Google Android
Google is also accused of using abusive tactics to promote its free Android operating system, which accounts for four out of every five smartphones and two out of every three tablets sold.

Google also faces allegation of abuse in the U.S. and EU of so-called "standards essential patents" (SEPs), which are supposed to be licensed under the "fair, reasonable, and non-discriminatory" (FRAND) rules.  Last, but not least, Google also faces a privacy probe in the EU, in which EC regulators have demanded Google make changes by the end of this month.

Privacy is another major issue Google is being grilled on. [Image Source: Inquistr]

In short, even if Google manages to win over the EU with its settlement proposal and escape fines, it still faces at least two more major topics of antitrust investigation in the EU, U.S., and elsewhere.

Source: Reuters

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RE: If You Cant Beat Em
By Alexvrb on 9/13/2013 11:25:21 PM , Rating: 2
Funny, I don't remember too many Googlebots crying when it was MS being hammered over IE (which didn't even have overwhelming dominance by that point).

RE: If You Cant Beat Em
By Reclaimer77 on 9/14/2013 8:55:36 AM , Rating: 2
Yes you did. Are you serious? The only people on here that actually supported that nonsense were a handful of Europeans.

RE: If You Cant Beat Em
By Alexvrb on 9/14/2013 6:29:40 PM , Rating: 1
"Form BS coalitions". Gee who are you referring to here? MS is clearly striking back after Google and Opera pushed for another round of fines for MS a while back. But I didn't see the Googlebots decrying Google's very similar role last go around. Many didn't like the EC's actions, but they gave Google and Opera themselves a pass.

RE: If You Cant Beat Em
By Camikazi on 9/14/2013 10:16:40 PM , Rating: 2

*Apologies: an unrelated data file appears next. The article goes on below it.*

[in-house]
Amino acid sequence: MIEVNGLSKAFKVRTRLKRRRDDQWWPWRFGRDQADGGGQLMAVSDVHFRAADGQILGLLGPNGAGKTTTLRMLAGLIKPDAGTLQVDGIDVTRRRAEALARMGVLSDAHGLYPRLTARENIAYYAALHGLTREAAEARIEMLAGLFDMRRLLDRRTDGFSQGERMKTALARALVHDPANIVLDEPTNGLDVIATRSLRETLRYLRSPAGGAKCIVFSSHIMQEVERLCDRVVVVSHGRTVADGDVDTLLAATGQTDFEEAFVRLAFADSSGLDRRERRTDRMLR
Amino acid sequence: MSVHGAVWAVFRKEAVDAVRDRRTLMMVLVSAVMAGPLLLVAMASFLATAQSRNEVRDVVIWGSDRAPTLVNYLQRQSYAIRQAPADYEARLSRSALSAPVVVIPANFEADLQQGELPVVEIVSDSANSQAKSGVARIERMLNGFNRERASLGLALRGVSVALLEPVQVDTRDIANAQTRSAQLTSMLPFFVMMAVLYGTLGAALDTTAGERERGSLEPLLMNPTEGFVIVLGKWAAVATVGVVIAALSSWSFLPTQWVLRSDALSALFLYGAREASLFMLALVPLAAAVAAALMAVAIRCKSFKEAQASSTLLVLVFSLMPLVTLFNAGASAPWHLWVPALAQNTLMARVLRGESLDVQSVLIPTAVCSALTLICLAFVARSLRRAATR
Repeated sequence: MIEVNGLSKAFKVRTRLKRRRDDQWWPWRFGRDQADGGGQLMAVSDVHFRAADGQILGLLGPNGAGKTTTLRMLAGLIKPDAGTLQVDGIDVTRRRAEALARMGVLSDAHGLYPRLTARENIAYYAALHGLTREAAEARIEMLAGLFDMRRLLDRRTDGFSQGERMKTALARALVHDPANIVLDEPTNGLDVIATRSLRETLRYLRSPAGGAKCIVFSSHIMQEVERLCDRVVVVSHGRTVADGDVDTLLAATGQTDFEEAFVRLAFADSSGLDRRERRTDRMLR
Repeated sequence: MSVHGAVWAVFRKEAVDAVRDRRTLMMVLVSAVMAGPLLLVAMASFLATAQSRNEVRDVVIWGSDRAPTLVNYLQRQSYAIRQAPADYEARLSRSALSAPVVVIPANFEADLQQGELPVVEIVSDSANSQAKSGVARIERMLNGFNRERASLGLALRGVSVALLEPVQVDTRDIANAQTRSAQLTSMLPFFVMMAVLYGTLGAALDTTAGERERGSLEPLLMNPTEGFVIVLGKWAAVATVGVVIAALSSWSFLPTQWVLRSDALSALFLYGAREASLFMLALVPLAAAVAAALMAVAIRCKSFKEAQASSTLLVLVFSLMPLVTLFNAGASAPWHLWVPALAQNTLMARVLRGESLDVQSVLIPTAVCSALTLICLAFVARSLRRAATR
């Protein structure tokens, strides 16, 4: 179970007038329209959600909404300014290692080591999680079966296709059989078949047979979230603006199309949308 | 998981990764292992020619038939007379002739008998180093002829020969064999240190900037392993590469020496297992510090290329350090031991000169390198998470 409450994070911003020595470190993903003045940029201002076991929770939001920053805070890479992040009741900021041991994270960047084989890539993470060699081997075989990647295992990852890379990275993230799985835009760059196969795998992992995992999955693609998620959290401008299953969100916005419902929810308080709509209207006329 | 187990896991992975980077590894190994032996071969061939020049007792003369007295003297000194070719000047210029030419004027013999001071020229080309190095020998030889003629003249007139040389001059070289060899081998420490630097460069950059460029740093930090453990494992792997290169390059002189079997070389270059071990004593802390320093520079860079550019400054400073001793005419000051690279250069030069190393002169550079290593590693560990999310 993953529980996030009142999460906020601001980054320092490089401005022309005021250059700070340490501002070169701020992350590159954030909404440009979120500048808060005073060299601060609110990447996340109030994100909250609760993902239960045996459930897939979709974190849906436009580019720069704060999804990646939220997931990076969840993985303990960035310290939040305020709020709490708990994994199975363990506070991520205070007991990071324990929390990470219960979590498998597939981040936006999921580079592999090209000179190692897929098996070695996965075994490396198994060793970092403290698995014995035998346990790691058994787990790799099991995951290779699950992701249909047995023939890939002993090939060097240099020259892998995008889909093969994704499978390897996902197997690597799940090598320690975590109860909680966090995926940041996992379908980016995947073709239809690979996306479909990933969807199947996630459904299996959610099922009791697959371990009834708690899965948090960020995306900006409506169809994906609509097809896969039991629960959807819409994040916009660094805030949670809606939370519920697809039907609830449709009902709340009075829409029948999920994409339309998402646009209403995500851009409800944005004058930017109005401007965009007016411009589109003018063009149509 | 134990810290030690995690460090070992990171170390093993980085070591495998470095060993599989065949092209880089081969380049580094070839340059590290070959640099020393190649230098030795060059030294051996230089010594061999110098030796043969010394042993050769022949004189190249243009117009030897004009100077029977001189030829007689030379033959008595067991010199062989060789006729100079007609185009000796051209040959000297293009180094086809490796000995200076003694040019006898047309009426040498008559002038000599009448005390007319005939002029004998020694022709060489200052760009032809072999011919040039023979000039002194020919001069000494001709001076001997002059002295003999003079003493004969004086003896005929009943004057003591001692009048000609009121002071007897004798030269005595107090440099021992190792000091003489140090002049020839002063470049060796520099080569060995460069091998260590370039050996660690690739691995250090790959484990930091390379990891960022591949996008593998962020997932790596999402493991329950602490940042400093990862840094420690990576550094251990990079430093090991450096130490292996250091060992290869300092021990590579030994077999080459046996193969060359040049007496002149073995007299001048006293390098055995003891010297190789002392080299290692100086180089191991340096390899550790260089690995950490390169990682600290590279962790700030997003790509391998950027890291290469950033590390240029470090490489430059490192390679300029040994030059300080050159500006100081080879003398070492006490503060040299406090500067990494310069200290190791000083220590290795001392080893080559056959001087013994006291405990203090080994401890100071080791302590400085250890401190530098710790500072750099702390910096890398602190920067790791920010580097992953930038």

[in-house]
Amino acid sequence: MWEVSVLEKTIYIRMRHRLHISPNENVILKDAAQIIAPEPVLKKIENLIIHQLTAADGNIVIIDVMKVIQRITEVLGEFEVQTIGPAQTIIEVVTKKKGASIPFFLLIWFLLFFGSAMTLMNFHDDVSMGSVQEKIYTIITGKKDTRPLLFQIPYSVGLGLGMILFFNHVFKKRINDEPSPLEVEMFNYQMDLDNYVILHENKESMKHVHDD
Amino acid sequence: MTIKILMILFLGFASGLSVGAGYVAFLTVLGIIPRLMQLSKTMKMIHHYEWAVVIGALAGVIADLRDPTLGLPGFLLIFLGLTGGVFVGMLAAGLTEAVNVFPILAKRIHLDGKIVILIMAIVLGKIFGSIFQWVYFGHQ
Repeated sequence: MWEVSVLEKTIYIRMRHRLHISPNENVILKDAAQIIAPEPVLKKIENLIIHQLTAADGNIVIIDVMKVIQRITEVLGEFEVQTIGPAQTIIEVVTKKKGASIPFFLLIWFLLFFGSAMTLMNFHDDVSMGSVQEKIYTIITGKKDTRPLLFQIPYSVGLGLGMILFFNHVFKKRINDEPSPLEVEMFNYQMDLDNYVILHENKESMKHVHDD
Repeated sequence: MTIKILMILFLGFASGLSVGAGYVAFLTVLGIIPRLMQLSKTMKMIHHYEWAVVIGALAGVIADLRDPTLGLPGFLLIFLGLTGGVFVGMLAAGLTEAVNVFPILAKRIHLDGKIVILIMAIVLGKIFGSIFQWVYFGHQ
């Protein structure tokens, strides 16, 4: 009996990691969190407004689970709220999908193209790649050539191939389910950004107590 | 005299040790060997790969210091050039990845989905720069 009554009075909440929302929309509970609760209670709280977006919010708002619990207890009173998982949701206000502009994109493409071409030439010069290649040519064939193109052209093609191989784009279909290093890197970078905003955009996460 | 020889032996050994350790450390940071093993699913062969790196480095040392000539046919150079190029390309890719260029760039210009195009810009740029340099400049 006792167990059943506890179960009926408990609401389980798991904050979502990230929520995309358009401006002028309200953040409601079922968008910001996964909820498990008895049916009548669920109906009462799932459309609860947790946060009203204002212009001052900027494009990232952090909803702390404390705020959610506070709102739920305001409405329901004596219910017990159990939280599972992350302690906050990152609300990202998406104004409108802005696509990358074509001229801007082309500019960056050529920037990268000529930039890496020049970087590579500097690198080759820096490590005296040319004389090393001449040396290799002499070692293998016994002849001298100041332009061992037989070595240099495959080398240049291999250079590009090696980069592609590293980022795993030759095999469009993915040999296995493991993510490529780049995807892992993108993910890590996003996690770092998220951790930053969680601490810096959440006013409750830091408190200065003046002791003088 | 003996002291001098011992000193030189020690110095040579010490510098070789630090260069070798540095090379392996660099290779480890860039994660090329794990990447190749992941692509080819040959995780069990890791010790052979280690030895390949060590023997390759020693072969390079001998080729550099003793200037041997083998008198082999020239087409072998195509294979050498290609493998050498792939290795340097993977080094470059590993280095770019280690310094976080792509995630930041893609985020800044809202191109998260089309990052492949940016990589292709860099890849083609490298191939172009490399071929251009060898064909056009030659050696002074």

You were not reading if you didn't see people complain. I love Google, I use almost every one of their services and yet I was complaining and pointing out at every chance how it was wrong of them to go after MS and add that stupid browser select thing. From the checking I did on forums so was most everyone else, I'm not sure where you were looking.

RE: If You Cant Beat Em
By Bubbacub on 9/15/2013 4:02:38 PM , Rating: 3
handful of europeans?

more like a handful of unelected european beaurocrats sitting in brussels dreaming of ways to gift themselves more money

RE: If You Cant Beat Em
By harshbarj on 9/14/2013 4:16:04 PM , Rating: 2
The difference is that when you buy a computer you have almost no choice in os (mac is the only other true choice, and I'd even debate that). When you buy a computer it has windows pre-installed. Google on the other hand is a choice, the user chooses to use it.

That's not saying I fully agree with the decision, but I do see their point.

RE: If You Cant Beat Em
By Alexvrb on 9/14/2013 6:43:43 PM , Rating: 2
The recent fines I was referring to only involved RETAIL software. OEM wasn't affected. Oh, and you CAN buy or install other operating systems. Heck lots of people use lightweight almost-PCs now, too - such as Android, Chromebook, and iOS devices.

But frankly, that's irrelevant, since I was talking about the EC fining MS for bundling IE , rather than Windows itself. When an OEM preinstalls Windows and IE, that doesn't apply here either - the EC couldn't quite pull that one off. But Retail copies in the EU have a browser poll. Which is silly, because anyone capable of purchasing and installing a retail copy of Windows is capable of downloading a free alternative browser.

Yet, they repeatedly fined MS for bundling their own browser with their own OS, on retail copies of Windows in the EU. On top of this, MS offered to remove IE entirely, and the EC rejected this. They pushed them into offering a "browser poll" that offers competing browsers. I think retail copies of OS X should come with a browser poll too. :/

RE: If You Cant Beat Em
By spaced_ on 9/15/2013 7:05:31 PM , Rating: 2
Yes I never really understood why the EC went after Microsoft on this issue in the first place. As an example, it's not like Apple and Google don't bundle software with their OS's and no one's restricted by Microsoft from installing another browser in Windows. Users have a choice.

It's completely nonsensical technically and logically speaking to me, but legally speaking is a different matter. Read up on the case, in particular some of the case history between the EC and Microsoft and some of the judgements and it'll start making more sense to you. My fear is the precedent it sets in law. There is no reason why the EC can't do exactly the same thing to Apple or Google or any other company in future simply because they have a large market share. Bring on the iOS/Android lawsuits I guess.